Next month is starting off on a high note for would-be homebuyers.
On April 1, financial institutions across Canada will begin offering the federal government’s newest tool for those looking to make their first real estate investment — a tax-free First Home Savings Account (FHSA).
Initially announced in the spring of last year, the FHSA is designed to make saving up for your first home — a feat that has become especially difficult over the past few years due to increased inflation and interest rates, stagnating wages, and record-high home prices — easier for qualifying buyers.
Full legislation governing the FHSAs is expected to be announced next week, but in the meantime, here’s everything we know about how they work and how they can help you (or the first-time buyers in your life) land your dream home.
What exactly is the tax-free First Home Savings Account?
It’s all in the name! The FHSA is a soon-to-be-launched account where Canadians who plan to buy their first home can contribute up to $8,000 per calendar year (capped at a lifetime total of $40,000).
All contributions to an FHSA are tax-deductible and can then be invested and generate tax-free returns. Then, when you’re ready to buy your first home, you can withdraw those funds to put toward its purchase, also tax-free.
It may be simpler to think of it as a combination of a Registered Retirement Savings Plan (RRSP) and a Tax-Free Savings Account (TFSA):
- Like an RRSP, contributions can be claimed when filing taxes to reduce your yearly taxable income
- Like a TFSA, contributions can be invested (in mutual funds, bonds, Guaranteed Investment Certificates [GICs], etc.) and any money you make is non-taxable
- Like an RRSP and a TFSA, any unused contribution room can be carried forward — so if you open an FHSA this year and contribute $5,000 of the $8,000 limit, next year, your contribution limit would be $11,000 (the standard $8,000 per year plus the $3,000 remaining from the year prior)
Who’s eligible to open an FHSA?
Anyone over 18 with a Social Insurance Number who hasn’t purchased and lived in a home over the past four years will be eligible to open an FHSA.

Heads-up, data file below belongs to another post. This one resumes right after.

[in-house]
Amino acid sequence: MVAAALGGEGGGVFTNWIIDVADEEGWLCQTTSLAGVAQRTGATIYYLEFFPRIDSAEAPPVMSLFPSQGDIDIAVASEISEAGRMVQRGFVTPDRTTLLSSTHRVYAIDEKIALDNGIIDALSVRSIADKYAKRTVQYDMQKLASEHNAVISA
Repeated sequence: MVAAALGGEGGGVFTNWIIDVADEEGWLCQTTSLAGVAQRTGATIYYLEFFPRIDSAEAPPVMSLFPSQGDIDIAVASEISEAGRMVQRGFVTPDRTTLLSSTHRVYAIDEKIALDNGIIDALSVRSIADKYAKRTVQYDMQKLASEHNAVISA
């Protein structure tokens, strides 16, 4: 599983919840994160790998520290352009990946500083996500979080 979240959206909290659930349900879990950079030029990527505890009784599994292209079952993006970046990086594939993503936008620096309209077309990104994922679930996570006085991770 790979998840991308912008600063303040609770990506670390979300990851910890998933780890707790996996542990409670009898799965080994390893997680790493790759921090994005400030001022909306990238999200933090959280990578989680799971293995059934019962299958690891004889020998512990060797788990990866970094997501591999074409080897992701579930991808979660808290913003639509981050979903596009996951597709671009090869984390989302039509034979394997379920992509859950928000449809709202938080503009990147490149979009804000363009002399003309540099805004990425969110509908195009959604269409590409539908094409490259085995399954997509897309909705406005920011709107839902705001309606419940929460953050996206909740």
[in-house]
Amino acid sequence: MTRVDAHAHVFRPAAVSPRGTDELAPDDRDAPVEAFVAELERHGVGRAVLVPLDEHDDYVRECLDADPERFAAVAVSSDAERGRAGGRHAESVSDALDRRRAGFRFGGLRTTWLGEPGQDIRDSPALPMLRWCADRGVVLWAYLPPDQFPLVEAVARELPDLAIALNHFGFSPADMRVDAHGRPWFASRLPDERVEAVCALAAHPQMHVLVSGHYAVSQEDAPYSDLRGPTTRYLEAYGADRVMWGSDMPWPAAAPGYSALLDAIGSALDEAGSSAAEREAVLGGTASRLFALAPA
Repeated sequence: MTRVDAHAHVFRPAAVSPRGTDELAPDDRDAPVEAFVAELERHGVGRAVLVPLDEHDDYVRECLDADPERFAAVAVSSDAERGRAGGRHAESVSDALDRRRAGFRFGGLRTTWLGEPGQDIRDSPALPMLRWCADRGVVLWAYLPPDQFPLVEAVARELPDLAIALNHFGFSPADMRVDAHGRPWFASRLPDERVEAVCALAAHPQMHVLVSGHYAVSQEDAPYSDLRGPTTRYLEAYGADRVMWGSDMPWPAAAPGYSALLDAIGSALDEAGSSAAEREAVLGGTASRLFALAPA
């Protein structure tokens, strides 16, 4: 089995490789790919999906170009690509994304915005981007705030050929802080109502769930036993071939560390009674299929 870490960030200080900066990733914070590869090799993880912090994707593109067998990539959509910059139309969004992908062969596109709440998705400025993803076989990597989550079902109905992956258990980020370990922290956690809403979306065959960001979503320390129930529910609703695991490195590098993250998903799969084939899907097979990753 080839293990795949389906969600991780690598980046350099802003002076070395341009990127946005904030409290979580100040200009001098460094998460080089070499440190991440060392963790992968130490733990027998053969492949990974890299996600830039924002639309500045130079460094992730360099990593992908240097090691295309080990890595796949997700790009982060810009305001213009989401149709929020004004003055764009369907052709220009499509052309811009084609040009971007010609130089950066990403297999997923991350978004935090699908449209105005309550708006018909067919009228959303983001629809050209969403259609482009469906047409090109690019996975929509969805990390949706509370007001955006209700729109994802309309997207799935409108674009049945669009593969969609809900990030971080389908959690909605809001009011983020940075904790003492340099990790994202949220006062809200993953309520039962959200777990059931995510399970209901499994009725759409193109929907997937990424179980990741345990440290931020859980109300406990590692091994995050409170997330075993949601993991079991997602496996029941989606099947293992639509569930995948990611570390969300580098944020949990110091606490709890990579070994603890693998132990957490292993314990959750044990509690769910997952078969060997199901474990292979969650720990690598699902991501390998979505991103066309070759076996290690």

What’s the difference between the FHSA and Canada’s existing Home Buyers’ Plan?
If you’re already investing or plan to begin investing in an RRSP, Canada’s existing Home Buyers’ Plan (HBP), allows you to withdraw up to $35,000 of your RRSP contributions to buy or build your first home.
The key differences between this and the FHSA are:
- You can save and withdraw more using the FHSA: With the HBP, you can withdraw up to $35,000, while with the FHSA, you can contribute a maximum of $40,000 — which can be invested and generate even greater returns
- FHSA withdrawals never have to be repaid: If you take advantage of the HBP, however, you have to pay back your withdrawn RRSP funds over the next 15 years
Homebuyers can do both, though! When you’re ready to buy your first home, if you’ve been contributing to an FHSA and are also eligible for the Home Buyers’ Plan, you can use both to fund your property purchase.
Where can I open an FHSA?
Once the FHSA legislation is introduced on April 1, it’s expected that any financial institution that currently issues RRSPs and TFSAs will also be able to issue First Home Savings Accounts. This would include banks, credit unions, Canadian trust companies, and life insurance companies.
What happens if I open and contribute to an FHSA but don’t end up buying a home?
If you don’t buy a home within 15 years of opening an account — or before you turn 71 (whichever comes first) — the account will be closed. But that doesn’t mean its tax benefits are lost. In fact, any used savings can be transferred to another FHSA, an RRSP or a Registered Retirement Income Fund (RRIF) without being taxed.
Our take? The FHSA is a valuable tool with TONS of benefits for buyers.
If you take one thing away from this, let it be a list of all the reasons the First Home Savings Account is a powerful tool for buyers.
- Save $40,000+ tax-free to put toward your first home
- Carry forward up to $8,000 of unused contribution room from the previous year
- Pay zero taxes on your investment earnings
- Contribute for up to 15 years
- An additional tool that can be combined with the Home Buyers’ Plan
- Transfer funds to your RRSP or RRIF tax-free if you don’t end up using them